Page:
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You probably hear a lot about ‘mobile design’: designing your email messages so your subscribers can read and act on them easily on their smartphones and tablets.

This is important, given that more than 50% of business and consumer email gets read on mobile devices, and mobile click and conversion rates are closing in on desktop actions.

However, instead of limiting your design choices to mobile-friendly ones, you should first focus on two other factors: what you want to say and whom you want to say it to.

These are so much more important than any individual design choices, and each should guide every decision you make.

Emails are another form of user experience (UX). When you design for UX, you are giving your users a challenge – one that they can either accept or reject. The job of design is to make it as easy as possible to accept your challenge.

Three phases of reader engagement

When you present your content, you must consider all aspects of it from both your brand’s and your audience’s point of view. Your design must help your content answer these three questions:

  1. What is the main thing you want users to take from your content?
  2. Why should they care about that?
  3. How can they achieve that?

You’ll revisit these questions in the three phases of successful engagement:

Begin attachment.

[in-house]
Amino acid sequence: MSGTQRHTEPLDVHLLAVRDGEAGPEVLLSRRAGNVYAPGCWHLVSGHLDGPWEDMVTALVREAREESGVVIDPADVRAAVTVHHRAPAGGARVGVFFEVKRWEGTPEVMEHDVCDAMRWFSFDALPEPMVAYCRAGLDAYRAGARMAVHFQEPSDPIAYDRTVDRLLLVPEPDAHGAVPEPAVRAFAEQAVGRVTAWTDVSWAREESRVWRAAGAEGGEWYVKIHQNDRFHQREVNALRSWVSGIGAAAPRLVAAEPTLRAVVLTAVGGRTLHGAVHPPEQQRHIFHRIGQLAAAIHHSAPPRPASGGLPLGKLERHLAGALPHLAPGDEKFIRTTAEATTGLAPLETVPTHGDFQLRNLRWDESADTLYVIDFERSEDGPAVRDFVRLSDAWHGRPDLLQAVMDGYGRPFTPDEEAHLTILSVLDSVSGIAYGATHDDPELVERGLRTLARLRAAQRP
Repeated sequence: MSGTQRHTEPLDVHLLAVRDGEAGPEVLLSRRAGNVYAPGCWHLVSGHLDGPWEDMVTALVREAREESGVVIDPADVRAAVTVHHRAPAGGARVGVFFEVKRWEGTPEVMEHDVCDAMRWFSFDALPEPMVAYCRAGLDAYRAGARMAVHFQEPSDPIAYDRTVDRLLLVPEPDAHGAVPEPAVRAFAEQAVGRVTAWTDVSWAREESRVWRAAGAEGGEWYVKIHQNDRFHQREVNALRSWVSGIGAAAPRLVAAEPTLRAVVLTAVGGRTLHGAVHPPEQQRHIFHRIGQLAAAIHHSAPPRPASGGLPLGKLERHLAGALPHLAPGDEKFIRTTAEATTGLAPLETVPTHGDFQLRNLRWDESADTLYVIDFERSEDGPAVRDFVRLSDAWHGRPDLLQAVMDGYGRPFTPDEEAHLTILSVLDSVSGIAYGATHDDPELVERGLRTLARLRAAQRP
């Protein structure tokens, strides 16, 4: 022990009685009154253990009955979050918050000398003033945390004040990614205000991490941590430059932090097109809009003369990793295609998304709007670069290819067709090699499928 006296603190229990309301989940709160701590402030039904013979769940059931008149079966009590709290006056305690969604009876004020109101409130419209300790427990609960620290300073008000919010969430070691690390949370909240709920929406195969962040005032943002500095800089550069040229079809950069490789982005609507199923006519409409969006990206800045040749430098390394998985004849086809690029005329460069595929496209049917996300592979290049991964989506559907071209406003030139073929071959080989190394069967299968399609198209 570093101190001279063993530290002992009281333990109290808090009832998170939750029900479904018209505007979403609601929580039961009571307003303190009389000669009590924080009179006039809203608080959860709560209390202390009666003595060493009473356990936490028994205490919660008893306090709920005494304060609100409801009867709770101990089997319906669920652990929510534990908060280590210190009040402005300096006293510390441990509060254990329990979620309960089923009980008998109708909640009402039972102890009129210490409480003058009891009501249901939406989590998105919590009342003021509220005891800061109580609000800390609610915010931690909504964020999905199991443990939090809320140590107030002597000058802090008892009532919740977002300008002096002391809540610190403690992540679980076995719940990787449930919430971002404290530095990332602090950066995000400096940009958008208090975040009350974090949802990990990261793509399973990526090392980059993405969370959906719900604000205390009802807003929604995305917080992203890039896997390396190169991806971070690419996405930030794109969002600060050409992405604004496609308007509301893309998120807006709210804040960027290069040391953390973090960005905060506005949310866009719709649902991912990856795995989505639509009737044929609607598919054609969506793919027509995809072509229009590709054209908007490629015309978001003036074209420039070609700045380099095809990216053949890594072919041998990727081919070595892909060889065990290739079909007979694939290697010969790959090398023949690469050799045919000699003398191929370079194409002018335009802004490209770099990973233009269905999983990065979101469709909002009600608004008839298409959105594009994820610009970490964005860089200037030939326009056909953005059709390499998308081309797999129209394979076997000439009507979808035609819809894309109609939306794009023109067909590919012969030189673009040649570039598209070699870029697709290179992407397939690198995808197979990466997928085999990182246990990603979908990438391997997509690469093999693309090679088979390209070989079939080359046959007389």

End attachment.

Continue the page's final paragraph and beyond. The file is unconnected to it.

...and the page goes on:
1. Give readers an easy headline – something they can consume quickly and that will interest them enough to move them on to phase 2.
  2. Persuade them that they were right to keep reading your content because they care about it and it’s what they want to read.
  3. Compel them to act based on your content.

Your audience will determine how you apply these rules. Look at who they are, what engages them, what convinces them to convert and how they engage with your emails.

That brings us back to mobile design.

If your audience reads your emails mainly on desktop, then mobile design doesn’t add value to their experience or move them to act. In the same way, having a mobile-unfriendly website can create a bad user experience and hurt conversions.

Optimizing doesn’t mean starting from scratch…

If we think back to removing blocks to make our challenge as easy as possible, providing a fluid, straightforward and engaging mobile email seems like a no-brainer. We like to use our mobile devices as effortlessly as possible, usually while we are doing something else at the same time.

That leads to content design that doesn’t force people to zoom and scroll to see it or induce frustration by using hard-to-find or hard-to-click text links.

The best and most effective emails are often the simplest. Single-column layouts, logical information hierarchy, big call-to-action buttons and engaging content and imagery will work everywhere no matter how large or small the screen.

Remember: your users are on a journey. Your email needs only to nudge them on to the next step of their journey. You don’t need to fill your email with every bit of information you have – guide them towards the next step and let your website do the rest.